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By: Herman Kauz

R-Kauz, Herman-Tai Chi Handbook.jpg

Tai Chi Handbook
Exercise, Meditation, and Self-Defense

by Herman Kauz

(Doubleday & Company, Inc., 1974, 190 pages)

Review by Christopher Dow


Before I attended my first Tai Chi class in early 1980, I thought I’d better get an idea of what I was getting into, so I went out and bought a book. That book was Tai Chi Handbook: Exercise, Meditation, and Self-Defense, by Herman Kauz. Why did I pick this one? I don’t remember, but probably it was one of the few in the bookstore at the time.


I found the book interesting when I first read it since everything in it was new to me. That was then. Now, I look on it as a rather typical Category I book, with introductory text that gives a decent gloss on the history and philosophy of Tai Chi followed by a section of instructional photos and text that occupies the vast majority of the book.

One of the good things about Kauz’s introductory chapters is that he inserts a note of caution when discussing the more extravagant claims about Tai Chi. In the “Introduction,” he writes: “Often unbounded enthusiasm of teachers and students for their particular art must not be permitted to cloud our vision.” And he takes a level approach to examining the claims made for Tai Chi and putting them into proper context and focus, noting that Tai Chi isn’t the perfect exercise and that those who become expert at it also work very hard and diligently to get to that point.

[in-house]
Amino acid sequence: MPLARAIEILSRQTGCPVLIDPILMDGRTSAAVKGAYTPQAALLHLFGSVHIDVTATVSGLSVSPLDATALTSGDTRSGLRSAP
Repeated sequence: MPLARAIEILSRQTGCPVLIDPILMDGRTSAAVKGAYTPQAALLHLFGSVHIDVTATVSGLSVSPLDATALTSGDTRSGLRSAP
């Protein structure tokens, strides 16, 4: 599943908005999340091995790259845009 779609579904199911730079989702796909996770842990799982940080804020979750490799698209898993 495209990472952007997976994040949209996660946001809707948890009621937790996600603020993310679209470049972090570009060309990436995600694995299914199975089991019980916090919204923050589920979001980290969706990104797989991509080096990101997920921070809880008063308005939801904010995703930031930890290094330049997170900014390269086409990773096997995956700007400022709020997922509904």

The form depicted in the photo series, like those illustrated in several such books of the era, is Cheng Man-ching’s short form, demonstrating Cheng’s pervasive influence on American Tai Chi. The photo series and accompanying text, however, are more complete and thorough than are found in most similar books, and a person might just be able to learn the form from them. But they also would prove valuable to anyone who practices Professor Cheng’s version of Yang style.


This isn’t a bad book, but it’s a beginner’s book or, perhaps, a reference for Cheng style students. Maybe it’s most lasting influence on me was that it convinced me to wear V-neck t-shirts since Kauz looked so good in them.

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